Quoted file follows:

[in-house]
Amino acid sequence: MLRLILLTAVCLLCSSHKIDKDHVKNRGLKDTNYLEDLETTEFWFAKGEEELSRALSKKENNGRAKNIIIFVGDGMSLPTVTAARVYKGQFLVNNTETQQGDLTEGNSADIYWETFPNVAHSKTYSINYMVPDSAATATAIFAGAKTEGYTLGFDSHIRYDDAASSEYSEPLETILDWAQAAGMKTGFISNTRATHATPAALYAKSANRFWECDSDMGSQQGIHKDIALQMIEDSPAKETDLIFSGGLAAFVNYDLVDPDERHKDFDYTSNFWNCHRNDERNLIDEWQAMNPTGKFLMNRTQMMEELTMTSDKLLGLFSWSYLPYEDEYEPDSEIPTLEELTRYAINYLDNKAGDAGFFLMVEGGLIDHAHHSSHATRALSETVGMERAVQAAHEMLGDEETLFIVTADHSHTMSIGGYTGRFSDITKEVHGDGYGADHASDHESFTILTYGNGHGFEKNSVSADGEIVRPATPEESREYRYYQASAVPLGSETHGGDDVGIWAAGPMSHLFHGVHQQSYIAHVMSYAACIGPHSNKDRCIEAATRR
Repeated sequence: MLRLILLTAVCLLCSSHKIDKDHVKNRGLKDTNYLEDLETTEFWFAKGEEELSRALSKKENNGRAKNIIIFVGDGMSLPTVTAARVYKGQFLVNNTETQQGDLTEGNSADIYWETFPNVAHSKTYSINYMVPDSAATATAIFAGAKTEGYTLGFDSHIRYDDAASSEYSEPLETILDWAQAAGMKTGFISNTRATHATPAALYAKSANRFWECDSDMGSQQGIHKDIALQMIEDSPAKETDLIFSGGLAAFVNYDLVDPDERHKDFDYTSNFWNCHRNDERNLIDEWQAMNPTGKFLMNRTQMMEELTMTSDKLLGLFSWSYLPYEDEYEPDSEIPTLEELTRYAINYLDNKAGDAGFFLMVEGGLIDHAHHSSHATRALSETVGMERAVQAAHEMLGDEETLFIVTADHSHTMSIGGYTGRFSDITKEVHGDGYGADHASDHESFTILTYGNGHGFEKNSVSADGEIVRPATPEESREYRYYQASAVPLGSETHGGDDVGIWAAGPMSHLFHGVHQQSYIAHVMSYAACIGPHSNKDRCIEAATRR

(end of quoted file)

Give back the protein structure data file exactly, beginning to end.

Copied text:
[in-house]
Amino acid sequence: MLRLILLTAVCLLCSSHKIDKDHVKNRGLKDTNYLEDLETTEFWFAKGEEELSRALSKKENNGRAKNIIIFVGDGMSLPTVTAARVYKGQFLVNNTETQQGDLTEGNSADIYWETFPNVAHSKTYSINYMVPDSAATATAIFAGAKTEGYTLGFDSHIRYDDAASSEYSEPLETILDWAQAAGMKTGFISNTRATHATPAALYAKSANRFWECDSDMGSQQGIHKDIALQMIEDSPAKETDLIFSGGLAAFVNYDLVDPDERHKDFDYTSNFWNCHRNDERNLIDEWQAMNPTGKFLMNRTQMMEELTMTSDKLLGLFSWSYLPYEDEYEPDSEIPTLEELTRYAINYLDNKAGDAGFFLMVEGGLIDHAHHSSHATRALSETVGMERAVQAAHEMLGDEETLFIVTADHSHTMSIGGYTGRFSDITKEVHGDGYGADHASDHESFTILTYGNGHGFEKNSVSADGEIVRPATPEESREYRYYQASAVPLGSETHGGDDVGIWAAGPMSHLFHGVHQQSYIAHVMSYAACIGPHSNKDRCIEAATRR
Repeated sequence: MLRLILLTAVCLLCSSHKIDKDHVKNRGLKDTNYLEDLETTEFWFAKGEEELSRALSKKENNGRAKNIIIFVGDGMSLPTVTAARVYKGQFLVNNTETQQGDLTEGNSADIYWETFPNVAHSKTYSINYMVPDSAATATAIFAGAKTEGYTLGFDSHIRYDDAASSEYSEPLETILDWAQAAGMKTGFISNTRATHATPAALYAKSANRFWECDSDMGSQQGIHKDIALQMIEDSPAKETDLIFSGGLAAFVNYDLVDPDERHKDFDYTSNFWNCHRNDERNLIDEWQAMNPTGKFLMNRTQMMEELTMTSDKLLGLFSWSYLPYEDEYEPDSEIPTLEELTRYAINYLDNKAGDAGFFLMVEGGLIDHAHHSSHATRALSETVGMERAVQAAHEMLGDEETLFIVTADHSHTMSIGGYTGRFSDITKEVHGDGYGADHASDHESFTILTYGNGHGFEKNSVSADGEIVRPATPEESREYRYYQASAVPLGSETHGGDDVGIWAAGPMSHLFHGVHQQSYIAHVMSYAACIGPHSNKDRCIEAATRR